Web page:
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Is Showing a Film With Naked Dancing and Couple Having Sex (Shown from the Waist Up) to 16-Year-Old

the Crime of "Exhibiting Harmful Matter to a Minor"? That's the question in People v. Dyke, decided last week, and the answer is "no," in the absence of more details about the movies.

The prosecution doubtless arose because the defendant (the father of a friend of the 16-year-old) tried to seduce the 16-year-old, and the defendant was indeed convicted of misdemeanor sexual battery (for stroking the 16-year-old's breast). But the court concludes that, absent more details about the movies, evidence that such movies were shown is insufficient to sustain a conviction for displaying "harmful to minors" material (basically, the same test as for obscenity but with "for minors" attached to each prong). It's a short and readable decision -- if you're interested, check it out.

FantasiaWHT:
Sounds pretty PG-13 to me, unless the dancing was something you'd see in a strip club.
4.15.2009 5:16pm
Anderson (mail):
Sounds pretty PG-13 to me

"Having sex"? If I took my 13YO to a PG-13 film with a scene like that, I'd be angry.

But "harmful matter," criminally speaking? Nah.
4.15.2009 5:30pm
einhverfr (mail) (www):
The decision seems good to me.
4.15.2009 5:58pm
Laura(southernxyl) (mail) (www):
If A.S.'s story is true, how wretched for D.D. to have such a father.
4.15.2009 6:01pm
Daryl Herbert (www):
Those Dykes are always trying to seduce teenage girls, and the liberal judges are always protecting them.

What? Oh, uh, never mind.
4.15.2009 6:04pm
ruuffles (mail) (www):

"Having sex"? If I took my 13YO to a PG-13 film with a scene like that, I'd be angry.

One word: Titanic. though the nude scene and sex scene are separate
4.15.2009 6:09pm
C. Shovell (mail):
Military courts have been dealing with a somewhat analogous issue--can otherwise constitutionally-protected conduct be the basis for a conviction under 10 USC 933 (Conduct Unbecoming an Officer and Gentleman).

See United States v. Forney, 67 MJ --- (CAAF 2008), available here:
www.armfor.uscourts.gov/opinions/2008SepTerm/05-0647.pdf
4.15.2009 6:38pm
martinned (mail) (www):
It's stuff like this that puts all the usual talk about how the US is the Walhalla of free speech in perspective.
4.15.2009 6:39pm
Dave N (mail):
I agree the Court got it right. Without more, the elements for Count 1 have not been proven beyond a reasonable doubt.

However, it does sound like D.D.'s father is a creep.

(On an unrelated note, I wasn't even aware of high school girls wrestling until this opinion, not that there is anything wrong with it).
4.15.2009 7:37pm
AJK:

It's stuff like this that puts all the usual talk about how the US is the Walhalla of free speech in perspective.


How do you figure?
4.15.2009 11:36pm
Soronel Haetir (mail):
block quote

It's stuff like this that puts all the usual talk about how the US is the Walhalla of free speech in perspective.
block quote end

How do you figure?

--

Because we've still got all these Puritan hangups that Europe for the most part laughs at?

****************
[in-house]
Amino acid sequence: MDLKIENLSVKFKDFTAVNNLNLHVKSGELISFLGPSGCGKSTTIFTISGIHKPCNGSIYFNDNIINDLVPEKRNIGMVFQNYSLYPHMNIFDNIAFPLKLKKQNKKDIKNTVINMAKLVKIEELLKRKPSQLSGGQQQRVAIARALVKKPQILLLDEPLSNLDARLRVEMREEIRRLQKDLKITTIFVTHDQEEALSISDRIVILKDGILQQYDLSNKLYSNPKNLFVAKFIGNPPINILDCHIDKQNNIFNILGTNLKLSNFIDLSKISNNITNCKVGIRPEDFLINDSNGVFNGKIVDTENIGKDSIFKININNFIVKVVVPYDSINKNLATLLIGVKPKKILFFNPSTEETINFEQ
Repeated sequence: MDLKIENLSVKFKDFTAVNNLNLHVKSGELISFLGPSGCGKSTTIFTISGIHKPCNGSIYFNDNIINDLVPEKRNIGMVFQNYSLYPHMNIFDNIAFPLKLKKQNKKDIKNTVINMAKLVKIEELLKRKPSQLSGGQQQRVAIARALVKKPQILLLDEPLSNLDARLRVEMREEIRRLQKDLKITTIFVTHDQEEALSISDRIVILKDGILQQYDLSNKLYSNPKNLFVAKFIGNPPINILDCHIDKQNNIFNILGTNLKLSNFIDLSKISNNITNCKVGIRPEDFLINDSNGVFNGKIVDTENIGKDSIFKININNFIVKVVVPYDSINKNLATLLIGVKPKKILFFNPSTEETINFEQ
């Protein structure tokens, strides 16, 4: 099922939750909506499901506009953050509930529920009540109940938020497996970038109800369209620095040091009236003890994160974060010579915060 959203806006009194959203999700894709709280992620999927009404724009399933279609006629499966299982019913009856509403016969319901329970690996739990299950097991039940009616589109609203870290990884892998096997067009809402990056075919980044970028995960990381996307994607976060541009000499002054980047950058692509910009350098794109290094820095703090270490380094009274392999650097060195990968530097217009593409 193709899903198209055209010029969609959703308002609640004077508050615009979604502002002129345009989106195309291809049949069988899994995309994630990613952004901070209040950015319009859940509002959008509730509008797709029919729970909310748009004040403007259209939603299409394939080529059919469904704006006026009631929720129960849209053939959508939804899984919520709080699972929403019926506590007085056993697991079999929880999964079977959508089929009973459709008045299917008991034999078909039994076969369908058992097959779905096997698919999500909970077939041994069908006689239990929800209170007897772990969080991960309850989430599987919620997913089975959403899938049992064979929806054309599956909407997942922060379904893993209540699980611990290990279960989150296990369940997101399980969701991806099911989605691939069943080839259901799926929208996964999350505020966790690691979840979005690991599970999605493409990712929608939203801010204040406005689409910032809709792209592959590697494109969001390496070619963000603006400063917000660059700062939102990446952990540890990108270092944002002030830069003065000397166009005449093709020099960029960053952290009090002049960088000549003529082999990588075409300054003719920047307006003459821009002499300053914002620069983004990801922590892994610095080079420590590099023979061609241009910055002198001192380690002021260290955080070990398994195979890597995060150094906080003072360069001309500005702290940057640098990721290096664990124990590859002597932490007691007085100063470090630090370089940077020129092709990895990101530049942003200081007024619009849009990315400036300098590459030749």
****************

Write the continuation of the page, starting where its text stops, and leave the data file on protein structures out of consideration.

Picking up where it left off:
4.15.2009 11:47pm
einhverfr (mail) (www):
Soronel:

Because we've still got all these Puritan hangups that Europe for the most part laughs at?


Of course, the court here ruled against those Puritan hangups, but dont let that stop you...
4.16.2009 12:41am
Visitor Again:
Soronel:


Because we've still got all these Puritan hangups that Europe for the most part laughs at?


Of course, the court here ruled against those Puritan hangups, but dont let that stop you...


That this particular charge was brought in the first place and that it took an appellate court decision to get rid of it demonstrates we have those Puritan hangups. Thousands on thousands of dollars were expended in this case on behalf of those hangups.

Putting aside the horrendous consequences for liberty, the amount of money we waste on investigating and prosecuting crimes because of our hangups about sex and drugs and because of our puritannical moral standards in general and in imprisoning those convicted of such crimes is itself horrifying. The economic cost to the defendants is huge, too. From the way legislators, the police, the prosecutors, the courts and prison officials act, you'd think we have trillions to throw around. These people suck on the governmental tit for most of their lives, of course, so it's unrealistic to expect them to let a little thing like money stand in their way.
4.16.2009 1:18am
Anderson (mail):
I wasn't even aware of high school girls wrestling until this opinion

Yes, *that* is the videotape whose legality we should be discussing.
4.16.2009 9:31am
ReaderY:
In another jurisdiction the answer might be different.

The work must be taken as a whole, and here taken as a whole includes not only the contents of the film itself isolation but also other aspects of the exhibit including the demeanor and behavior of the person exhibiting it. The film is merely one component of the "work."

While in the Ulysses case taking the work as a whole resulted in less harm appearing than when focusing on a few isolated paragraphs, here we seem to get a potential for an opposite result. Here taking the work as a whole seems to provide more evidence of harm than might exist if an isolated component of the work were shown as a part of another work, e.g. if the same film was exhibited in a different context.
4.17.2009 1:30am

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